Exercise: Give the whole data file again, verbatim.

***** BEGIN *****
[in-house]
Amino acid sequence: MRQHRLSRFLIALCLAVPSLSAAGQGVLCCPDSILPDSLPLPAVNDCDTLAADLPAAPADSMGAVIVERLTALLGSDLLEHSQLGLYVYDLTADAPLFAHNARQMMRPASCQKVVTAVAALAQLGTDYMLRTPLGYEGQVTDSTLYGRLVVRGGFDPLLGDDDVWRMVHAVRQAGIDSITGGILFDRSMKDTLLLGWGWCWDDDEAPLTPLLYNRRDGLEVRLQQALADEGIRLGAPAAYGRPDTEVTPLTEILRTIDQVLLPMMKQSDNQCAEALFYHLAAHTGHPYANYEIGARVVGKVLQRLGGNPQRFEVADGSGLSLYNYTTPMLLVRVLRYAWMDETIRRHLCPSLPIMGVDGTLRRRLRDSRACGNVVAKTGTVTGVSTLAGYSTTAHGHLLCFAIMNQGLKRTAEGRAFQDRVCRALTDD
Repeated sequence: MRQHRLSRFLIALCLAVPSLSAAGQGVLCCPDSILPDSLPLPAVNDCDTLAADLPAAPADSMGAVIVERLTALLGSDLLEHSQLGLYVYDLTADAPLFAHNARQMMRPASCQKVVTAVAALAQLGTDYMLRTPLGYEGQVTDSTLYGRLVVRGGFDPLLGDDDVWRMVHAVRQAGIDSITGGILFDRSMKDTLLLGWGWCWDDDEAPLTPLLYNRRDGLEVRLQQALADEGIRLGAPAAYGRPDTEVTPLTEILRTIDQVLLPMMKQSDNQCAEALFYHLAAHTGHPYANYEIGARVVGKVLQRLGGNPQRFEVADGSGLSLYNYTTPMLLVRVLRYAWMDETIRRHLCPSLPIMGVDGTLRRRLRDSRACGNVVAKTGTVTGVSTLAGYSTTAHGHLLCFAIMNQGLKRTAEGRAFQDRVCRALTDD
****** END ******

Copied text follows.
[in-house]
Amino acid sequence: MRQHRLSRFLIALCLAVPSLSAAGQGVLCCPDSILPDSLPLPAVNDCDTLAADLPAAPADSMGAVIVERLTALLGSDLLEHSQLGLYVYDLTADAPLFAHNARQMMRPASCQKVVTAVAALAQLGTDYMLRTPLGYEGQVTDSTLYGRLVVRGGFDPLLGDDDVWRMVHAVRQAGIDSITGGILFDRSMKDTLLLGWGWCWDDDEAPLTPLLYNRRDGLEVRLQQALADEGIRLGAPAAYGRPDTEVTPLTEILRTIDQVLLPMMKQSDNQCAEALFYHLAAHTGHPYANYEIGARVVGKVLQRLGGNPQRFEVADGSGLSLYNYTTPMLLVRVLRYAWMDETIRRHLCPSLPIMGVDGTLRRRLRDSRACGNVVAKTGTVTGVSTLAGYSTTAHGHLLCFAIMNQGLKRTAEGRAFQDRVCRALTDD
Repeated sequence: MRQHRLSRFLIALCLAVPSLSAAGQGVLCCPDSILPDSLPLPAVNDCDTLAADLPAAPADSMGAVIVERLTALLGSDLLEHSQLGLYVYDLTADAPLFAHNARQMMRPASCQKVVTAVAALAQLGTDYMLRTPLGYEGQVTDSTLYGRLVVRGGFDPLLGDDDVWRMVHAVRQAGIDSITGGILFDRSMKDTLLLGWGWCWDDDEAPLTPLLYNRRDGLEVRLQQALADEGIRLGAPAAYGRPDTEVTPLTEILRTIDQVLLPMMKQSDNQCAEALFYHLAAHTGHPYANYEIGARVVGKVLQRLGGNPQRFEVADGSGLSLYNYTTPMLLVRVLRYAWMDETIRRHLCPSLPIMGVDGTLRRRLRDSRACGNVVAKTGTVTGVSTLAGYSTTAHGHLLCFAIMNQGLKRTAEGRAFQDRVCRALTDD